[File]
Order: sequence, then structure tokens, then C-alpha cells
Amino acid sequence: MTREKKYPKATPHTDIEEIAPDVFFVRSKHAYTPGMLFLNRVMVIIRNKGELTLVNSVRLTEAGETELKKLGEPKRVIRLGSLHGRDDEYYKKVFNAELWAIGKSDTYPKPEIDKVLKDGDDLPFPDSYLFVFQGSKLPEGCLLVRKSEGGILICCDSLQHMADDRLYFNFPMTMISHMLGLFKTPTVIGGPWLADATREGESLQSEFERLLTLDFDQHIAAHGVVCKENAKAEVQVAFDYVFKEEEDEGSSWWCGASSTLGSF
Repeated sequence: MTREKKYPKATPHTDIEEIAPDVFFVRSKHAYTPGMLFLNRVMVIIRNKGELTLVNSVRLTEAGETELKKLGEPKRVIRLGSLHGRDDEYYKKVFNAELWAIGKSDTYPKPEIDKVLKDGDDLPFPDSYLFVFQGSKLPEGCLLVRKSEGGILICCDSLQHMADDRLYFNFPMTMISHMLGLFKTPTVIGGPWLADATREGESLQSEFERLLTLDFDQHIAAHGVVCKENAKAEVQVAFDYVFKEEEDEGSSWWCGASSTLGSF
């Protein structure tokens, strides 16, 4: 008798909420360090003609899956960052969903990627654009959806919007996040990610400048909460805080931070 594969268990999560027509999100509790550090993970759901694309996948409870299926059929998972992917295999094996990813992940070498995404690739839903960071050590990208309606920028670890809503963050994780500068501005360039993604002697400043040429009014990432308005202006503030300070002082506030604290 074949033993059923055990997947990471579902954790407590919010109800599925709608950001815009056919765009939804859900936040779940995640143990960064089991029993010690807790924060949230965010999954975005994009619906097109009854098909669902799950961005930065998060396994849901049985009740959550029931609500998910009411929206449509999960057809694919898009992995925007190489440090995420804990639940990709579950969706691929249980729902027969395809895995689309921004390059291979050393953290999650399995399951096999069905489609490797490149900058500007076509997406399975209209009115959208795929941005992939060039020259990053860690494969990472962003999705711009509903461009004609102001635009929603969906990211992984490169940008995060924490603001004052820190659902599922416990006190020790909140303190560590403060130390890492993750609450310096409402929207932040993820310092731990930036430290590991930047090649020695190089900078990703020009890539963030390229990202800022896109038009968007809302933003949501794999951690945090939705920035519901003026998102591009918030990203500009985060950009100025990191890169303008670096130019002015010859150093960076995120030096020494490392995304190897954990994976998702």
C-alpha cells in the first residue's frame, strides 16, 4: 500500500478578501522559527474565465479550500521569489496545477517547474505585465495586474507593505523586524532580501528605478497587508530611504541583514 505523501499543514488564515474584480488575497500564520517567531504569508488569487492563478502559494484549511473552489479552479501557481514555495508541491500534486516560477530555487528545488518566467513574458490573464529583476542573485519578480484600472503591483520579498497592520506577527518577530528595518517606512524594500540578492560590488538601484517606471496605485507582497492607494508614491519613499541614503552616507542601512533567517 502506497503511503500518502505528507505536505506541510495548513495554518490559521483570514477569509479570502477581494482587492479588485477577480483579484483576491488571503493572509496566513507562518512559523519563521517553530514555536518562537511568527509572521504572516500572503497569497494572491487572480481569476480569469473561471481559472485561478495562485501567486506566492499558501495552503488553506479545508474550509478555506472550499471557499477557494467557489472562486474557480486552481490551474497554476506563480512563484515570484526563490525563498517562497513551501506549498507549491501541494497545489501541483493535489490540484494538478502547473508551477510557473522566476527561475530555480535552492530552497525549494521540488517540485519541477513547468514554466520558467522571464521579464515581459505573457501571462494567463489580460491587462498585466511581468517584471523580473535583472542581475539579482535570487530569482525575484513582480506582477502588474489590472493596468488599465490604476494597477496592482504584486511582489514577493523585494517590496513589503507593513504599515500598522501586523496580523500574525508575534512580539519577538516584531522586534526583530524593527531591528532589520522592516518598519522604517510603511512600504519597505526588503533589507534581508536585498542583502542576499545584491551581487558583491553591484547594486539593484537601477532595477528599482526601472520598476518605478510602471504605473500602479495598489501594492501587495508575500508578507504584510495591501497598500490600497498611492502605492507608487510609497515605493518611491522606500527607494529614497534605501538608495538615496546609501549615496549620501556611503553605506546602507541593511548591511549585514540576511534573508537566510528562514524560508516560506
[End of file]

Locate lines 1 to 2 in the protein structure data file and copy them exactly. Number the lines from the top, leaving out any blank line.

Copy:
Order: sequence, then structure tokens, then C-alpha cells
Amino acid sequence: MTREKKYPKATPHTDIEEIAPDVFFVRSKHAYTPGMLFLNRVMVIIRNKGELTLVNSVRLTEAGETELKKLGEPKRVIRLGSLHGRDDEYYKKVFNAELWAIGKSDTYPKPEIDKVLKDGDDLPFPDSYLFVFQGSKLPEGCLLVRKSEGGILICCDSLQHMADDRLYFNFPMTMISHMLGLFKTPTVIGGPWLADATREGESLQSEFERLLTLDFDQHIAAHGVVCKENAKAEVQVAFDYVFKEEEDEGSSWWCGASSTLGSF